DCPA Theatre Company's 'A Christmas Carol' 2016. DCPA Theatre Company's 'A Christmas Carol' 2016.


    A Christmas Carol:
    Ticket information
    A Christmas CarolAt a glance: Based on Charles Dickens’ classic novel, this joyous and opulent musical adaptation traces money-hoarding skinflint Ebenezer Scrooge’s triumphant overnight journey to redemption. A Christmas Carol illuminates the meaning of the holiday season in a way that has resonated for generations.

    • Presented by the DCPA Theatre Company
    • Performances through Nov. 24-Dec. 24
    • Stage Theatre, Denver Performing Arts Complex
    • Tickets start at $25
    • Call 303-893-4100 or BUY ONLINE
    • Sales to groups of 10 or more click here

    Photo gallery: The making of A Christmas Carol 2017

    Making of 'A Christmas Carol' 2017

    Above: Photos from the first day of rehearsal for the DCPA Theatre Company's 'A Christmas Carol.' To see more, click in the image above. Photos by John Moore for the DCPA NewsCenter.

  • Paul Ludick: The man who dressed Ben Platt for the part

    by John Moore | Nov 21, 2017
    Paul Ludick and Ben Platt. Dear Evan Hansen.Former longtime DCPA Theatre Company dresser Paul Ludick has spent the past year working with Tony-winning actor Ben Platt, who completed his run in the title role of Broadway's 'Dear Evan Hansen' on Sunday. Photo courtesy Paul Ludick.

    Former Denver Center dresser explains the expansive, intimate role of the backstage dresser at Dear Evan Hansen

    By John Moore
    Senior Arts Journalist

    Actor Ben Platt completed his Tony Award-winning run in the title role of Dear Evan Hansen on Sunday, which means one thing: He’s going to have to dress himself for a while.

    Since the celebrated Broadway musical opened a year ago, that job (at least at the Music Box Theatre) has gone to Paul Ludick, who also worked for 16 seasons as a dresser for the Denver Center for the Performing Arts Theatre Company.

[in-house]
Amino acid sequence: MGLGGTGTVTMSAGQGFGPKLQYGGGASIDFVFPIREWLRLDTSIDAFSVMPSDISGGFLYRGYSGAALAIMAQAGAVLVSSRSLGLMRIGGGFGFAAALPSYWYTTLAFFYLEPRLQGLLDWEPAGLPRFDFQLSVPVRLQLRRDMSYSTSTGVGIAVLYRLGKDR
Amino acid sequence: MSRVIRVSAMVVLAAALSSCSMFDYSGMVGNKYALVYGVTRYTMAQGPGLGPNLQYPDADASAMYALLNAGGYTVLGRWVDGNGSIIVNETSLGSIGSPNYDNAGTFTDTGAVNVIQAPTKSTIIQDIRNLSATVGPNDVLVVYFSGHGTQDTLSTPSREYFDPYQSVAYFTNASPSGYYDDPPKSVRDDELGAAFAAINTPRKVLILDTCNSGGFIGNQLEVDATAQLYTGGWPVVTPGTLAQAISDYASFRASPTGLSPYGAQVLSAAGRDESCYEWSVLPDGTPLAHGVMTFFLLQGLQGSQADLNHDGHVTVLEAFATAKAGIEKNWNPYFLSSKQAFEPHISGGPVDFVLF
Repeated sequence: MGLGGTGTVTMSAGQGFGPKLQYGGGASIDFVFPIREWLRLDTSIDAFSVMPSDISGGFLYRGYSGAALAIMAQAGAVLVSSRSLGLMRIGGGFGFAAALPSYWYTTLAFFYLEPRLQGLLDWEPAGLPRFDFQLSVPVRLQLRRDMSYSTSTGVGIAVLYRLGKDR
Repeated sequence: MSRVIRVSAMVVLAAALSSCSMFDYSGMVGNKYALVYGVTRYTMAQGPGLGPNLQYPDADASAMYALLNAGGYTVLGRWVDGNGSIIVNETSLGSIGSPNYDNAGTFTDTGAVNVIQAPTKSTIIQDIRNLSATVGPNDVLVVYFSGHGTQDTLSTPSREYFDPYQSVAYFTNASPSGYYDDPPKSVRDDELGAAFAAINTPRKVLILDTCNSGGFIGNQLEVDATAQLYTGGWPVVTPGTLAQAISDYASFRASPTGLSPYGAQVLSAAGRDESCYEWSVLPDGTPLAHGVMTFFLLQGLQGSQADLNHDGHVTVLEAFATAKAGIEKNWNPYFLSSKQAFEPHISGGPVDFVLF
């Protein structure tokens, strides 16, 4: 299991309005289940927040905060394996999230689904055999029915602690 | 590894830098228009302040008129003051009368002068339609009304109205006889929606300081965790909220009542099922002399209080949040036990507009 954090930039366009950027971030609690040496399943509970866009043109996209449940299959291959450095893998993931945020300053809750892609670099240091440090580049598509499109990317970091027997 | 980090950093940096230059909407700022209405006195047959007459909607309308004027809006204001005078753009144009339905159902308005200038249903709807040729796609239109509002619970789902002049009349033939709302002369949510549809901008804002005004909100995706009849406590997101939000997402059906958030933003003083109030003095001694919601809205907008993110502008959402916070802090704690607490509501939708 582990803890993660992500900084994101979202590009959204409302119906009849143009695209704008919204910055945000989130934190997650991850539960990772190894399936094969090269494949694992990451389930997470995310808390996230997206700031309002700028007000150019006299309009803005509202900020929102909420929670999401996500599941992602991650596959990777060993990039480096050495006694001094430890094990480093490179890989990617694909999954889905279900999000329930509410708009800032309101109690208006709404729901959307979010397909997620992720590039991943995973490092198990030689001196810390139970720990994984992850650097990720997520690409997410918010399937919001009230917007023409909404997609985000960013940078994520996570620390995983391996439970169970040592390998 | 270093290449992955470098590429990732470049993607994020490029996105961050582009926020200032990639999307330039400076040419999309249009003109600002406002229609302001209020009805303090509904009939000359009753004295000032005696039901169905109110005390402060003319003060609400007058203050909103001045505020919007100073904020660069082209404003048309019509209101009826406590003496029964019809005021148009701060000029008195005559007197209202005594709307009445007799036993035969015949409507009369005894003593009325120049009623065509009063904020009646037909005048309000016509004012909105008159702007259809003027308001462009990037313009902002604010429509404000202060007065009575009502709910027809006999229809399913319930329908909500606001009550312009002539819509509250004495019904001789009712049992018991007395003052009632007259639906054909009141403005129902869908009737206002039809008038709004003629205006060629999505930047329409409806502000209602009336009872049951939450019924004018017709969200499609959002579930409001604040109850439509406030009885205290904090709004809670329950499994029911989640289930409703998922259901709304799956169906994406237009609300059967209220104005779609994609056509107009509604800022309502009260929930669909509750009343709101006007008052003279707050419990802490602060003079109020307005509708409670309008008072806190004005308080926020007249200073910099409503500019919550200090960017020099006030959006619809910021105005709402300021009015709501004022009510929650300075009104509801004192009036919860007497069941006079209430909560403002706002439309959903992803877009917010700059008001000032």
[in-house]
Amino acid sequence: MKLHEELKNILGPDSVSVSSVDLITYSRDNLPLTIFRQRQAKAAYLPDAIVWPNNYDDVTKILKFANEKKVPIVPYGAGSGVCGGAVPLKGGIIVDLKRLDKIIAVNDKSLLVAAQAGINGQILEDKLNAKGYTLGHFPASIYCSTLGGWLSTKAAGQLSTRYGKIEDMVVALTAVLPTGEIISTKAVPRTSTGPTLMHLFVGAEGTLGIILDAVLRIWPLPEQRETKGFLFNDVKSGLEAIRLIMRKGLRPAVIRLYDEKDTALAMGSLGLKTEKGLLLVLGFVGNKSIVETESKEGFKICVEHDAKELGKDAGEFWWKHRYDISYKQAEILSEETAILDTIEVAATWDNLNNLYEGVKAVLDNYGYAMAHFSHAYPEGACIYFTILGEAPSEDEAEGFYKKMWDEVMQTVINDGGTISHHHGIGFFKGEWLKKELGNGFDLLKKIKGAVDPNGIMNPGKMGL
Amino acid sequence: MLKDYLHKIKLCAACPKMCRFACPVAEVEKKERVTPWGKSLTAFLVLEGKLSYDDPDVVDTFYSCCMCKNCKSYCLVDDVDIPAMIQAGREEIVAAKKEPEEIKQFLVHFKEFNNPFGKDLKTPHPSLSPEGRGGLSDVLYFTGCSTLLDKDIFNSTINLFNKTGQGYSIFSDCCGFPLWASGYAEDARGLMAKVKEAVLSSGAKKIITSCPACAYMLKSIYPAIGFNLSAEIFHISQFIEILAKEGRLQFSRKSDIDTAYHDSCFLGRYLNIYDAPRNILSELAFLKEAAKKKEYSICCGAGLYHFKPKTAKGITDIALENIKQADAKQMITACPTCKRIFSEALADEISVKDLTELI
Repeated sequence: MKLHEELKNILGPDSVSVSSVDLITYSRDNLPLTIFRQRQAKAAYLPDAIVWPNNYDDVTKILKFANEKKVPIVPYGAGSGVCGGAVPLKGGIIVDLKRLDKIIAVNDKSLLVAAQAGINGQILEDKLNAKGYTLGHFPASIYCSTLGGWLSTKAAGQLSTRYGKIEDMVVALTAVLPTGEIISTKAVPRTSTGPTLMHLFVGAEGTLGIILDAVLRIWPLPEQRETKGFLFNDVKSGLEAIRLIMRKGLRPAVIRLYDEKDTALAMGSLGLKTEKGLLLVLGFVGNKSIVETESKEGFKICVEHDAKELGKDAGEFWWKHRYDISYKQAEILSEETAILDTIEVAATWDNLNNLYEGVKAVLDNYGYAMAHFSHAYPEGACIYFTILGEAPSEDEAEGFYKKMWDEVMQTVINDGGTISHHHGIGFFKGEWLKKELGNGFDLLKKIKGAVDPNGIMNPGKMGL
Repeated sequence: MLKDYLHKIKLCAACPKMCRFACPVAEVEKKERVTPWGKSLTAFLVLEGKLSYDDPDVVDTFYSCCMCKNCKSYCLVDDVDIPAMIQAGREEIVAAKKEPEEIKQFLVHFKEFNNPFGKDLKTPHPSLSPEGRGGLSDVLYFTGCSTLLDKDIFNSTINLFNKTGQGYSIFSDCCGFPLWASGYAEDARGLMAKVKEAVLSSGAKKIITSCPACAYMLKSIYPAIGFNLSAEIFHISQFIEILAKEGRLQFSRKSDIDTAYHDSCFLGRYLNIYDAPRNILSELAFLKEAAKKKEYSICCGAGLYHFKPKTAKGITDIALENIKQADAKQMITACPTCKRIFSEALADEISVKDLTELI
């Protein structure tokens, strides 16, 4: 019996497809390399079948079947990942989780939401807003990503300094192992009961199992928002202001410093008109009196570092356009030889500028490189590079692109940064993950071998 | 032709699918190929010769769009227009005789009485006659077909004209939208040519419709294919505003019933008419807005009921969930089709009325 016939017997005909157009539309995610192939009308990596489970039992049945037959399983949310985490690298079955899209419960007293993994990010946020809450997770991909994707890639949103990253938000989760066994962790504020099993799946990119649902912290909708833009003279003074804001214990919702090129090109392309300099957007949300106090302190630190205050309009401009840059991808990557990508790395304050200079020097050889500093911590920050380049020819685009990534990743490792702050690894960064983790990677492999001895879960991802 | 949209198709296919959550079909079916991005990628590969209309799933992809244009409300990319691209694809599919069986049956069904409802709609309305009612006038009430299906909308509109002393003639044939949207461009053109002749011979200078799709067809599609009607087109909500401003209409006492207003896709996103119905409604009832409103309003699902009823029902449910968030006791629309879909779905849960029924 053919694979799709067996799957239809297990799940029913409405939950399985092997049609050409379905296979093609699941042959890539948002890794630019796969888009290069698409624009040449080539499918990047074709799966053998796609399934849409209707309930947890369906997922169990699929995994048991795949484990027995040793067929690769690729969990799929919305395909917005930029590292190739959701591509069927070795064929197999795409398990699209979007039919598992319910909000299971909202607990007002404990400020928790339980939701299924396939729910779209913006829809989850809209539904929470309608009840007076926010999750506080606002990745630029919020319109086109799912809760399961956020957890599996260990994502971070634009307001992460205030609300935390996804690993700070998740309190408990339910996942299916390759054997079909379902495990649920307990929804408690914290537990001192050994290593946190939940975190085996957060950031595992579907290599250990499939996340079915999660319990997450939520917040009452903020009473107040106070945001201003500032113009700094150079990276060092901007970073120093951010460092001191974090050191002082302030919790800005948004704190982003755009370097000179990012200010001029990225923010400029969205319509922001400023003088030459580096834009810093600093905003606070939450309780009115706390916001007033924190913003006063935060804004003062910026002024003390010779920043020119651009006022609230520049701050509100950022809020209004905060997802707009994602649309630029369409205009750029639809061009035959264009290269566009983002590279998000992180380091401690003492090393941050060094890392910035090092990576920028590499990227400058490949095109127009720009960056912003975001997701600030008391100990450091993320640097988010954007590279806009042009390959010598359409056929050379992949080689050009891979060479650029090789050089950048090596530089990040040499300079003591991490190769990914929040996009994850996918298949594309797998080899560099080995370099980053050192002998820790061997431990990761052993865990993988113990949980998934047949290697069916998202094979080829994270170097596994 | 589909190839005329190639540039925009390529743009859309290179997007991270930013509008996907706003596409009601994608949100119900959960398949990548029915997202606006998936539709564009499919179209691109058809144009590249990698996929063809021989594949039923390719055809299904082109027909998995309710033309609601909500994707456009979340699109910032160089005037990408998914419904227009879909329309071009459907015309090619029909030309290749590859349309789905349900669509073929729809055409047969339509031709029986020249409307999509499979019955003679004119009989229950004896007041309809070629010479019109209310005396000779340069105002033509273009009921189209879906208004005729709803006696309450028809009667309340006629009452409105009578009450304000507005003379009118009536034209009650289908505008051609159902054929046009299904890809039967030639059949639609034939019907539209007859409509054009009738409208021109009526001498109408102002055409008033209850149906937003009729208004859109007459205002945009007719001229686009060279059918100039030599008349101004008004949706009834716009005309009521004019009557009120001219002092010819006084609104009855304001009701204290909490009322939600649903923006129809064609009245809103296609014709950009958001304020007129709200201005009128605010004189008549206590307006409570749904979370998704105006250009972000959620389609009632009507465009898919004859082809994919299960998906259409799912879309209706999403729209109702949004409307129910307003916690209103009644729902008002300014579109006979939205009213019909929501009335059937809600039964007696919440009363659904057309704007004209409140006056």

Platt earned raves for his performance as Evan Hansen, the lonely high-school student who perpetuates a lie that earns him Internet fame. Platt not only won the Tony Award, he became the youngest recipient of The Drama League's Distinguished Performance Award. That’s an accolade an actor can win only once in a lifetime — and Platt won it at age 23.

    And from the first Broadway preview in October 2016 through Platt's final performance on Sunday, it was Ludick who made sure Platt always was dressed for the part. That and so much more.

    DEH-Mike-Faist-Ben-Platt-0104-Photo-Credit-Matthew-Murphy 800

    By definition, a dresser helps cast members backstage with their costume changes — but the job is far more involved than that. 

    “Yes, we take care of the costumes and we help the actors change in and out of them,” Ludick said. “But sometimes you're also a therapist, a doctor, a personal assistant or a mediator. You’re there to deal with everything that comes up that needs dealing with. My job was to make sure Ben had everything he needed so that he could fully focus on his performance.”

    That included shepherding the actor’s guests backstage and filtering email. Ludick would stay long after each performance to make sure Platt got to his car safely.

    (Pictured above and right: Mike Faist, left, and Ben Platt from the original Broadway company of 'Dear Evan Hansen.' Photo by Matthew Murphy.)

    Paul Ludick 400 Peter PanLudick was a dresser for many DCPA Theatre Company productions between 1988 and 2006, as well as homegrown cabaret musicals in the Garner-Galleria Theatre. In his first season alone, Ludick dressed both Burke Moses and future Tony Award nominee Craig Bierko in Carousel, as well as future Hedwig and the Angry Inch creator John Cameron Mitchell in the Theatre Company’s Peter Pan. (Coincidentally, both Bierko and Moses later played Leadville Johnny Brown in various incarnations of the Denver Center’s recent premiere of The Unsinkable Molly Brown.)

    Ludick, a Chicago native, first came to Colorado in 1987 to work for Central City Opera. His most meta experience at the Denver Center had to be when he was the dresser for The Dresser, an acclaimed play by Ronald Harwood starring two Denver legends – Jamie Horton and Tony Church.

    (Photo above and right: John Cameron Mitchell in the DCPA Theatre Company's 'Peter Pan.' Story continues after the photo below.)

    Paul Ludick The Dresser. Jamie Horton. Tony Church Jamie Horton, left, played the dresser in 'The Dresser,' with Tony Church, for the DCPA Theatre Company in 1988. Photo by Terry Shapiro.

    Horton played a backstage assistant who struggles to keep an aging actor’s life together. To research his role, Horton asked Ludick if he could shadow him as he worked on Always … Patsy Cline at the Galleria Theatre.